STRTOUL(3) | Library Functions Manual | STRTOUL(3) |

`strtoul`

, `strtoull`

,
`strtoumax`

, `strtouq`

—
convert a string to an unsigned long, unsigned long long or
uintmax_t integer

```
#include
<limits.h>
```

`#include <stdlib.h>`

`unsigned long`

`strtoul`

(`const
char *nptr`, `char
**endptr`, `int
base`);

`unsigned long long`

`strtoull`

(`const
char *nptr`, `char
**endptr`, `int
base`);

```
#include
<inttypes.h>
```

`uintmax_t`

`strtoumax`

(`const
char *nptr`, `char
**endptr`, `int
base`);

```
#include
<sys/types.h>
```

`#include <limits.h>`

`#include <stdlib.h>`

`u_quad_t`

`strtouq`

(`const
char *nptr`, `char
**endptr`, `int
base`);

The
`strtoul`

()
function converts the string in `nptr` to an
`unsigned long` value. The
`strtoull`

()
function converts the string in `nptr` to an
`unsigned long long` value. The
`strtoumax`

()
function converts the string in `nptr` to a
`umaxint_t` value. The
`strtouq`

()
function is a deprecated equivalent of `strtoull`

()
and is provided for backwards compatibility with legacy programs. The
conversion is done according to the given `base`, which
must be a number between 2 and 36 inclusive or the special value 0. If the
string in `nptr` represents a negative number, it will
be converted to its unsigned equivalent. This behavior is consistent with
what happens when a signed integer type is cast to its unsigned
counterpart.

The string may begin with an arbitrary amount of whitespace (as
determined by isspace(3)) followed by a
single optional ‘`+`

’ or
‘`-`

’ sign. If
`base` is zero or 16, the string may then include a
‘`0x`

’ prefix, and the number will be
read in base 16; otherwise, a zero `base` is taken as 10
(decimal) unless the next character is
‘`0`

’, in which case it is taken as 8
(octal).

The remainder of the string is converted to an
`unsigned long`, `unsigned long
long`, or `uintmax_t` value in the obvious manner,
stopping at the first character which is not a valid digit in the given
base. (In bases above 10, the letter
‘`A`

’ in either upper or lower case
represents 10, ‘`B`

’ represents 11, and
so forth, with ‘`Z`

’ representing
35.)

If `endptr` is non-null,
`strtoul`

()
stores the address of the first invalid character in
`*endptr`. If there were no digits at all, however,
`strtoul`

() stores the original value of
`nptr` in `*endptr`. (Thus, if
`*nptr` is not
‘`\0`

’ but
`**endptr` is ‘`\0`

’
on return, the entire string was valid.)

The `strtoul`

(),
`strtoull`

(), `strtoumax`

() and
`strtouq`

() functions return either the result of the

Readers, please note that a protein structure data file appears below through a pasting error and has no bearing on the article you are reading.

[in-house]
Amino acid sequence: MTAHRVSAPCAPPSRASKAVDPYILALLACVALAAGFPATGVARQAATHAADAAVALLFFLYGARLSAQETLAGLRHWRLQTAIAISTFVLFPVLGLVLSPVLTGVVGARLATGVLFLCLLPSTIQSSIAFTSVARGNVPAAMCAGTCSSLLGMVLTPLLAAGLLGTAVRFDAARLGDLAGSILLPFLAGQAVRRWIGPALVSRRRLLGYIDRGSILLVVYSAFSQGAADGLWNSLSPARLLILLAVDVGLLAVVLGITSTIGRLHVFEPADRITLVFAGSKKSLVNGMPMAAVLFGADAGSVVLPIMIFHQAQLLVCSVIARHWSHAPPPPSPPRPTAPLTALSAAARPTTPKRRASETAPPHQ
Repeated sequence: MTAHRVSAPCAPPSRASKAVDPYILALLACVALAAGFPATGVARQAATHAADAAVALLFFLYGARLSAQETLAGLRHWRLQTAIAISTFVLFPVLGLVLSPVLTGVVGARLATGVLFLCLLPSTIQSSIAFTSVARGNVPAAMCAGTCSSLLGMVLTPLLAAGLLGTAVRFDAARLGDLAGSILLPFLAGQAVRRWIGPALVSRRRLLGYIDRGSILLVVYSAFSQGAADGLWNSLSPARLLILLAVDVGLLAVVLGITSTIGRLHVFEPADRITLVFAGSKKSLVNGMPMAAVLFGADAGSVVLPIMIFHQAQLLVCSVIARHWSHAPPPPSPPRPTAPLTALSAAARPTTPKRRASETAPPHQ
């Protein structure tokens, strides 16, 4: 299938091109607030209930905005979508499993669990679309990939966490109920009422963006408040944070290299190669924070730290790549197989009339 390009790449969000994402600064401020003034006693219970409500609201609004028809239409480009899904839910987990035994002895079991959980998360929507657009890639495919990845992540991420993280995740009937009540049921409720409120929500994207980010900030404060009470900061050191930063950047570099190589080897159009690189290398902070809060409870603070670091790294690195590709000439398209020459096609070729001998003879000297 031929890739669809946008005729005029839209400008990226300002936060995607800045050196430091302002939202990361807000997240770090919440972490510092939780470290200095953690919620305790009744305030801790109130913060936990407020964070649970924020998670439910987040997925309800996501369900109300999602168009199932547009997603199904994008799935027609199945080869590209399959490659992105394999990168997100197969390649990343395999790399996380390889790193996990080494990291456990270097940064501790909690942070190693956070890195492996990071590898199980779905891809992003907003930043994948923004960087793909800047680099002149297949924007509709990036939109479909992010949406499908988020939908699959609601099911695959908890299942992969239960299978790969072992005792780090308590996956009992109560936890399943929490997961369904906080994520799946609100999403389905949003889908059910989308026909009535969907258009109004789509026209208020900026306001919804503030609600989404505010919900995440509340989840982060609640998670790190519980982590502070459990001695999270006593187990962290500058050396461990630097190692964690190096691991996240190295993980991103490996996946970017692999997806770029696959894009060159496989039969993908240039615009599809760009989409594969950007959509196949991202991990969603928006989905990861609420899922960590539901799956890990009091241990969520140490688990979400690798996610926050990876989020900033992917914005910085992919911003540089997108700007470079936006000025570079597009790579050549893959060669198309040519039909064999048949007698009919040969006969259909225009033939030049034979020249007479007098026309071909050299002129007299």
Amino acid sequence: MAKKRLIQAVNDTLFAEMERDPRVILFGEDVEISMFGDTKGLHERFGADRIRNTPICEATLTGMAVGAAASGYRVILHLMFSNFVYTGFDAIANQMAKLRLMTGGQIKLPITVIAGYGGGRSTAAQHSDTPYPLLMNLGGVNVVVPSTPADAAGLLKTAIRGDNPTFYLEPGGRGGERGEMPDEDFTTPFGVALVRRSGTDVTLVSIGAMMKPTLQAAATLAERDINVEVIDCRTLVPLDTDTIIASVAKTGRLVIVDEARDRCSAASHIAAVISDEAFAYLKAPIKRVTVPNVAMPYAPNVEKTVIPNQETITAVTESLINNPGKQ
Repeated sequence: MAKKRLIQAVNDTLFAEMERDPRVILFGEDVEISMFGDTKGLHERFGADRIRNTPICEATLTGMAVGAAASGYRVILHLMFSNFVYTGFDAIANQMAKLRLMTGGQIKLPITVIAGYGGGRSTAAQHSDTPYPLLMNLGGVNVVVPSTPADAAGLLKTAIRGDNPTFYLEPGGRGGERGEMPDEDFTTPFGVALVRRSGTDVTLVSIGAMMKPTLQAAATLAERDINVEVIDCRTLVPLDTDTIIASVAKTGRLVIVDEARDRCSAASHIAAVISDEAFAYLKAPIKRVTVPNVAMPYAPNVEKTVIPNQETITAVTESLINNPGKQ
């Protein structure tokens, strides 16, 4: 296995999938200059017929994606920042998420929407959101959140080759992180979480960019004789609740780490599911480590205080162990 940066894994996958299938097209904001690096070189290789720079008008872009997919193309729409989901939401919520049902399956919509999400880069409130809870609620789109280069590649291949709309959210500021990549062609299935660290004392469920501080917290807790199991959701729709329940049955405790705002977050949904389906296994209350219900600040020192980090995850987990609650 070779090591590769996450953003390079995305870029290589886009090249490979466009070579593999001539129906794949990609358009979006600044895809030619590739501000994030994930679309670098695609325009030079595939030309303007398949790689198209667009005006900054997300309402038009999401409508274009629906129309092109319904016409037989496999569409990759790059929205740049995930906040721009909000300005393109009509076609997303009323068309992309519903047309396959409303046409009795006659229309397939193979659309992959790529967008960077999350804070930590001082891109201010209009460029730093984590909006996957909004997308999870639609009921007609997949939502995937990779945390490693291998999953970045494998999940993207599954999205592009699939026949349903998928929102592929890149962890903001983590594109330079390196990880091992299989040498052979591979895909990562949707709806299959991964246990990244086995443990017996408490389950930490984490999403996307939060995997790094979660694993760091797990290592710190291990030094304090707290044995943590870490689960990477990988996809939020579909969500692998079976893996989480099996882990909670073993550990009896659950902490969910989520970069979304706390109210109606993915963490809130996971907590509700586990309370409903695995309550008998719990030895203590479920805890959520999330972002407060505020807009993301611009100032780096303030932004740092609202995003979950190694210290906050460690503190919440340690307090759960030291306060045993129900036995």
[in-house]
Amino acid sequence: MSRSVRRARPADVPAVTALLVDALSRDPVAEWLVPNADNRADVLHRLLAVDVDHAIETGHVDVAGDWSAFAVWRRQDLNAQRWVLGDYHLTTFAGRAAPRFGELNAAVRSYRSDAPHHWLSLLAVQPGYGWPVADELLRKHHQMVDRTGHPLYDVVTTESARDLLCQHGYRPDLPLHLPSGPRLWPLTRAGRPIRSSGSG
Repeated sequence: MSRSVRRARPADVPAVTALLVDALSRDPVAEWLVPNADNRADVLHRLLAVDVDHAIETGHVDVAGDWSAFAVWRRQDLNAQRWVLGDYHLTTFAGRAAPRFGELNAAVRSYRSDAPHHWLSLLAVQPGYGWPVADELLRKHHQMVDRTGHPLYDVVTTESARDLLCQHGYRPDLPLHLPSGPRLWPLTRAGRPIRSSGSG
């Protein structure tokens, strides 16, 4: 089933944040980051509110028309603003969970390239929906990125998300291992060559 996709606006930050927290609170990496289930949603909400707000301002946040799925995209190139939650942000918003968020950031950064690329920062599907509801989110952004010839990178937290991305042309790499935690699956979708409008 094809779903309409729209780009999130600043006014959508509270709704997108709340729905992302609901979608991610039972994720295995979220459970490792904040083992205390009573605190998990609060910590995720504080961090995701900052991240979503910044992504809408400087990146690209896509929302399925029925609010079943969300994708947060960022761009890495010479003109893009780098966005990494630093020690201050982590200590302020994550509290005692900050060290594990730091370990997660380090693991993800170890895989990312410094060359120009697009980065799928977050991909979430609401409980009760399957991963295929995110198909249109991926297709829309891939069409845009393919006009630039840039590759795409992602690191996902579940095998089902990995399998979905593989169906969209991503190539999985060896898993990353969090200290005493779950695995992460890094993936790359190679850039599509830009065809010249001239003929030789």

conversion or, if there was a leading minus sign, the negation of the result
of the conversion, unless the original (non-negated) value would overflow.
If overflow occurs, `strtoul`

() returns
`ULONG_MAX`

, `strtoull`

()
returns `ULLONG_MAX`

,
`strtoumax`

() returns
`UINTMAX_MAX`

, `strtouq`

()
returns `ULLONG_MAX`

and the global variable
`errno` is set to `ERANGE`

.

There is no way to determine if `strtoul`

()
has processed a negative number (and returned an unsigned value) short of
examining the string in `nptr` directly.

If there is no valid digit, 0 is returned. If
`base` is invalid, 0 is returned and the global variable
`errno` is set to `EINVAL`

.

Ensuring that a string is a valid number (i.e., in range and
containing no trailing characters) requires clearing
`errno` beforehand explicitly since
`errno` is not changed on a successful call to
`strtoul`

(), and the return value of
`strtoul`

() cannot be used unambiguously to signal an
error:

char *ep; unsigned long ulval; ... errno = 0; ulval = strtoul(buf, &ep, 10); if (buf[0] == '\0' || *ep != '\0') goto not_a_number; if (errno == ERANGE && ulval == ULONG_MAX) goto out_of_range;

This example will accept “12” but not
“12foo” or “12\n”. If trailing whitespace is
acceptable, further checks must be done on `*ep`;
alternately, use sscanf(3).

The `strtoul`

(),
`strtoull`

(), and `strtoumax`

()
functions conform to ISO/IEC 9899:1999
(“ISO C99”). Setting `errno`
to `EINVAL`

is an extension to that standard required
by IEEE Std 1003.1-2008
(“POSIX.1”).

The `strtouq`

() function is a
BSD extension and is provided for backwards
compatibility with legacy programs.

Ignores the current locale.

November 30, 2014 | OpenBSD-current |